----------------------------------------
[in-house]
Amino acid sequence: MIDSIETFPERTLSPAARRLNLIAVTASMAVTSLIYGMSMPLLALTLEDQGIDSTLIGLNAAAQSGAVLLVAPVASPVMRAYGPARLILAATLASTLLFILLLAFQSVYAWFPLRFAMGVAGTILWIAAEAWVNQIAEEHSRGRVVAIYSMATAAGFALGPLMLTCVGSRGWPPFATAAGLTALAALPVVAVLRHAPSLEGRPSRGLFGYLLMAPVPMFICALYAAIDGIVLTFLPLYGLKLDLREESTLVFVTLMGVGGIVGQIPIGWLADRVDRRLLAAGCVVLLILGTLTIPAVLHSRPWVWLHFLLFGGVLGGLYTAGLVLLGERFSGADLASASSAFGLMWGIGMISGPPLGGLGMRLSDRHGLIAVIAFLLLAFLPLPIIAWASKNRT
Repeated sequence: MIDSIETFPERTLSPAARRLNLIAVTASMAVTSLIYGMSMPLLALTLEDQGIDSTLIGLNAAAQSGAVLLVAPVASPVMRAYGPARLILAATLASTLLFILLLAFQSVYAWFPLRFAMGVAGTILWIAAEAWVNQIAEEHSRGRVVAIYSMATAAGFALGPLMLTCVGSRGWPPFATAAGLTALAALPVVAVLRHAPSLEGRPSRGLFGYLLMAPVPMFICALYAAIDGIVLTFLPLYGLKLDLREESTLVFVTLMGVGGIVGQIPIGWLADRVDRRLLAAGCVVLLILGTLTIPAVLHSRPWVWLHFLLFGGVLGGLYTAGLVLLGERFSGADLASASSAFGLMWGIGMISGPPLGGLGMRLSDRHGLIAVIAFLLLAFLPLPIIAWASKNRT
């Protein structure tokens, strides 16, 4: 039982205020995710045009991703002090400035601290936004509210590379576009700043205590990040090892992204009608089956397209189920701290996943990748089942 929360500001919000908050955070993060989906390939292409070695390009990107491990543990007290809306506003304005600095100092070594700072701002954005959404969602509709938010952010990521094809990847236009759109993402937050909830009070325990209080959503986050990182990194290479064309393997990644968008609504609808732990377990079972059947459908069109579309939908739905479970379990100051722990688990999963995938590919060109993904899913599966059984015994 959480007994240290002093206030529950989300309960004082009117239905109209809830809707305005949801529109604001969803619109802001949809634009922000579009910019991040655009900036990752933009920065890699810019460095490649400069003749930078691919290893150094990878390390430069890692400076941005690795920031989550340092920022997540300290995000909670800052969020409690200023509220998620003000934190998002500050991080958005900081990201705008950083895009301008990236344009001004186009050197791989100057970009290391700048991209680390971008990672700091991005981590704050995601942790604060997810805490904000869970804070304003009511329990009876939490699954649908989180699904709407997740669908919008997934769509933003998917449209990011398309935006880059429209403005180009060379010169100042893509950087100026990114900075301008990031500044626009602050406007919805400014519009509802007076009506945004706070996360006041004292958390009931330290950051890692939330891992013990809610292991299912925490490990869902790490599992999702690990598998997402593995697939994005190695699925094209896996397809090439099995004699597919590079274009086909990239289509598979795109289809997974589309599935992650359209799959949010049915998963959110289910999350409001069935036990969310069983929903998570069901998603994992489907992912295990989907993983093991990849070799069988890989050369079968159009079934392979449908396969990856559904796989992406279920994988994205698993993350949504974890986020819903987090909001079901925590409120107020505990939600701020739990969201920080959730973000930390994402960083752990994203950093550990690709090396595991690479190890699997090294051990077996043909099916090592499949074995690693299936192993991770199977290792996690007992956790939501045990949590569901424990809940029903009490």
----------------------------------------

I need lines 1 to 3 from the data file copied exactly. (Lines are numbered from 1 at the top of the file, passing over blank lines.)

[in-house]
Amino acid sequence: MIDSIETFPERTLSPAARRLNLIAVTASMAVTSLIYGMSMPLLALTLEDQGIDSTLIGLNAAAQSGAVLLVAPVASPVMRAYGPARLILAATLASTLLFILLLAFQSVYAWFPLRFAMGVAGTILWIAAEAWVNQIAEEHSRGRVVAIYSMATAAGFALGPLMLTCVGSRGWPPFATAAGLTALAALPVVAVLRHAPSLEGRPSRGLFGYLLMAPVPMFICALYAAIDGIVLTFLPLYGLKLDLREESTLVFVTLMGVGGIVGQIPIGWLADRVDRRLLAAGCVVLLILGTLTIPAVLHSRPWVWLHFLLFGGVLGGLYTAGLVLLGERFSGADLASASSAFGLMWGIGMISGPPLGGLGMRLSDRHGLIAVIAFLLLAFLPLPIIAWASKNRT
Repeated sequence: MIDSIETFPERTLSPAARRLNLIAVTASMAVTSLIYGMSMPLLALTLEDQGIDSTLIGLNAAAQSGAVLLVAPVASPVMRAYGPARLILAATLASTLLFILLLAFQSVYAWFPLRFAMGVAGTILWIAAEAWVNQIAEEHSRGRVVAIYSMATAAGFALGPLMLTCVGSRGWPPFATAAGLTALAALPVVAVLRHAPSLEGRPSRGLFGYLLMAPVPMFICALYAAIDGIVLTFLPLYGLKLDLREESTLVFVTLMGVGGIVGQIPIGWLADRVDRRLLAAGCVVLLILGTLTIPAVLHSRPWVWLHFLLFGGVLGGLYTAGLVLLGERFSGADLASASSAFGLMWGIGMISGPPLGGLGMRLSDRHGLIAVIAFLLLAFLPLPIIAWASKNRT